Harvest winds up in East, but others struggle

Many farmers are finishing harvest across the East of England, but others continue to struggle with the wet weather.

In Cambridgeshire, Oliver Walston finished combing wheat yesterday (1 August), and now had two days of winter beans to finish off.

“It was the second biggest harvest we’ve ever had,” he said. Yields averaged 10.4t/ha (4.2t/acre) over a weighbridge – slightly down on 1999 yields of 10.7t/ha (4.3t/acre).

But in Bedfordshire, Stephen Bumstead was just over half-way through his wheat.

“What’s come in so far has been pretty good, with excellent specific weights,” he said. “Quality is holding up.”

In Aberdeenshire, Jim Cargill was cutting wheat today at 20% moisture, after two days of being rained off. “Everything looks to be yielding well.”

Most farmers in South Aberdeenshire were now into their winter wheat, while those further north were still combining spring barley, he said.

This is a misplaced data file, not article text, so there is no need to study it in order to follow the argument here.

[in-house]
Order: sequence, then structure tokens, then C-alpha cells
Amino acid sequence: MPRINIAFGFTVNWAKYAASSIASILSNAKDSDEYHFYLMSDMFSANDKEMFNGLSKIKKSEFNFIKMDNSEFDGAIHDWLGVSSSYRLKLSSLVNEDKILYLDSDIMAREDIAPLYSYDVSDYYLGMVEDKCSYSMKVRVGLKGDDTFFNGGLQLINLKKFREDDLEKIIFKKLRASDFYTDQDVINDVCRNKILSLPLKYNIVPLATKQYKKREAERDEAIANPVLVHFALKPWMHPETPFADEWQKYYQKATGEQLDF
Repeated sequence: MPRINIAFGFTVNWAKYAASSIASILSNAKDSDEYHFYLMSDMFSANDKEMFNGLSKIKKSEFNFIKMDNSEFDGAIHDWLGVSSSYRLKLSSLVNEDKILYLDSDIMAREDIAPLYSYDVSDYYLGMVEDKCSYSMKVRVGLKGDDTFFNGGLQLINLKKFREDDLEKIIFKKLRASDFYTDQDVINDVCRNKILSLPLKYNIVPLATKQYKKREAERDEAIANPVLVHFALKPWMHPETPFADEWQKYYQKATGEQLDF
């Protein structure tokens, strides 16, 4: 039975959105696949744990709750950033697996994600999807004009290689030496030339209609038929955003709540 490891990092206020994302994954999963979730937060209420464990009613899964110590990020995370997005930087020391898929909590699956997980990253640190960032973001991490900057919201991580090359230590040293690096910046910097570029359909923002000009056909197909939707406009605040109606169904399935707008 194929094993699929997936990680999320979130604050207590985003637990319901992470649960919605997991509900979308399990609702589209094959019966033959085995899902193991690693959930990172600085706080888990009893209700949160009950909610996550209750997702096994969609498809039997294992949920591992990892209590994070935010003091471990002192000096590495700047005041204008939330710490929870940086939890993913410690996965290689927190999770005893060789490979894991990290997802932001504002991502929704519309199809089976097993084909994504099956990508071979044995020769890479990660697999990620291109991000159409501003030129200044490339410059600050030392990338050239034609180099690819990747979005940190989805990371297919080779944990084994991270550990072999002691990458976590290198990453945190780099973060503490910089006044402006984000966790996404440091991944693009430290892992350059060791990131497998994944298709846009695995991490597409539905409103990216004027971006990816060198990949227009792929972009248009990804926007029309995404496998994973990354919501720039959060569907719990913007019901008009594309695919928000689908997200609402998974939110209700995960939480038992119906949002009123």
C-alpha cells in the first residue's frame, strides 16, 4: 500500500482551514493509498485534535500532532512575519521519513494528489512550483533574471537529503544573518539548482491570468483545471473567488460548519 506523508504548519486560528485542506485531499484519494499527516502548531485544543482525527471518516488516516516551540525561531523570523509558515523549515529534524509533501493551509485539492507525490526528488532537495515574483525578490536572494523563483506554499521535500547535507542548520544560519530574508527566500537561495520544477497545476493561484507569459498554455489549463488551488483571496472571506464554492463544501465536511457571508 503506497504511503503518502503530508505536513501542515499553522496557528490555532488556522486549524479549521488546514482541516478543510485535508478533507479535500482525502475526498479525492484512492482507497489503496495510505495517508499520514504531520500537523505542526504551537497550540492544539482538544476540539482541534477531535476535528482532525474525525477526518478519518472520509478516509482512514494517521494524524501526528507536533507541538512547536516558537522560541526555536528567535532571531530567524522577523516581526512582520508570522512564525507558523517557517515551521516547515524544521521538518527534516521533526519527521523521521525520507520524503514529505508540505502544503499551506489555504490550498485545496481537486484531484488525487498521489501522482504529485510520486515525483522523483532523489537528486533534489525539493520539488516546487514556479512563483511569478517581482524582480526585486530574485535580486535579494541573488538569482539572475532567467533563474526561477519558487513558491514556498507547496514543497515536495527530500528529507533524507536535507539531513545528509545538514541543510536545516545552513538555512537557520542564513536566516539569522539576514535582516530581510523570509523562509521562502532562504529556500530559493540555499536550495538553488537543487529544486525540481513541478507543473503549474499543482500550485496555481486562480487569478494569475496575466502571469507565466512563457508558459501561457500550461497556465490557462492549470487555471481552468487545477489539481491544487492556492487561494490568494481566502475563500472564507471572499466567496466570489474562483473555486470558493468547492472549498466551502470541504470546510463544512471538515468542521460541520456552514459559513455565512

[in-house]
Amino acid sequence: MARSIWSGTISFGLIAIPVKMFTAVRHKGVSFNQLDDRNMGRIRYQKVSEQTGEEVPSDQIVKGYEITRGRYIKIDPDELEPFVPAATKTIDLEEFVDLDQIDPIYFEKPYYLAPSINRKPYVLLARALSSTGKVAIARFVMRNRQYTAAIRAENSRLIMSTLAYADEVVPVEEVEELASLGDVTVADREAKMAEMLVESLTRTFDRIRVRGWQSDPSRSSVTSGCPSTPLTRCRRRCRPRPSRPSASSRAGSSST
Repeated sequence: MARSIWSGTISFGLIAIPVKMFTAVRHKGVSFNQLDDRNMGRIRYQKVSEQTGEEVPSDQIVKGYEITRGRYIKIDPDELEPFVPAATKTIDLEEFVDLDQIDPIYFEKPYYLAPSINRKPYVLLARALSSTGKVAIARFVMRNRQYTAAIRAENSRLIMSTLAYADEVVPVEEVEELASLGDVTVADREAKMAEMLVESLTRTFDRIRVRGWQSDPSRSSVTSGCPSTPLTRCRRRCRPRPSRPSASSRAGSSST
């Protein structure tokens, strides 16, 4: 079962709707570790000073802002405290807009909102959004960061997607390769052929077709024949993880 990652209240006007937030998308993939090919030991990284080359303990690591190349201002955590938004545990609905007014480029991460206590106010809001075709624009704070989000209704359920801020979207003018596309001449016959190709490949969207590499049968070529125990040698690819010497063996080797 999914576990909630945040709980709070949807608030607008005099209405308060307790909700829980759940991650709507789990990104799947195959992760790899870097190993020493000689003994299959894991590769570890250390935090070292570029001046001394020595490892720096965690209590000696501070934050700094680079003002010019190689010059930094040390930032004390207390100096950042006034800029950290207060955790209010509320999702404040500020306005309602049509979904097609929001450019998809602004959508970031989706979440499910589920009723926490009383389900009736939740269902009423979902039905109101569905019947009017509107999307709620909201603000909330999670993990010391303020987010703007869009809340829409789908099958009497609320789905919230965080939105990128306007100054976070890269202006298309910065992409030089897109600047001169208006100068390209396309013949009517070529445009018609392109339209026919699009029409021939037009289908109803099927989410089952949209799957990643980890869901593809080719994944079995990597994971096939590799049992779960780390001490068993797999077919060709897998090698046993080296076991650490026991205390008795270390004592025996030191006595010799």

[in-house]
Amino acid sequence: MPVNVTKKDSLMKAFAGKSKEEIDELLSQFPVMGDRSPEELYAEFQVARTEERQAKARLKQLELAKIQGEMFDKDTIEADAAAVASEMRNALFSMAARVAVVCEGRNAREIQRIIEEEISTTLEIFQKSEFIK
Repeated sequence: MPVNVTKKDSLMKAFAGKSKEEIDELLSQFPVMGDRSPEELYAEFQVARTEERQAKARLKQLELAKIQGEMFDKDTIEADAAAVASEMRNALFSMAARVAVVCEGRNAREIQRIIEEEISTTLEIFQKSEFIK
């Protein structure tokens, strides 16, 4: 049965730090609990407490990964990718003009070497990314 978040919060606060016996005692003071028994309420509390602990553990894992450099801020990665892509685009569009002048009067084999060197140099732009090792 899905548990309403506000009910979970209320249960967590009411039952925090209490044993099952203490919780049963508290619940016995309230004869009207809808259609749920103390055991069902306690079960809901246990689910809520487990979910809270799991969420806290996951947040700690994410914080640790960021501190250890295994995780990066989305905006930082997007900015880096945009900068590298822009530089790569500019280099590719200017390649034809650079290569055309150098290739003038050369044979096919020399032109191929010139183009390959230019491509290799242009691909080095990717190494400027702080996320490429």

But in Northern Ireland Graham Furey was yet to even start on his spring barley.

Harvest was only about 40% through in County Down, he said, with about half of the wheat now in and just 5-10% of the spring barley cut.

“It’s a bit of a struggle.” His combine had not been out since Saturday (30 August) due to heavy rain, and crops were sprouting and shedding in the field.

In Shropshire, Alistair Home-Roberts was about 85% through harvest at Berwick Grove Farm, with just 55ha (135 acres) of spring barley and wheat to do.

Wheat yields were about 2.5t/ha (1t/acre) above average and bushelweights were excellent, he said. “We’re chuffed to bits.”


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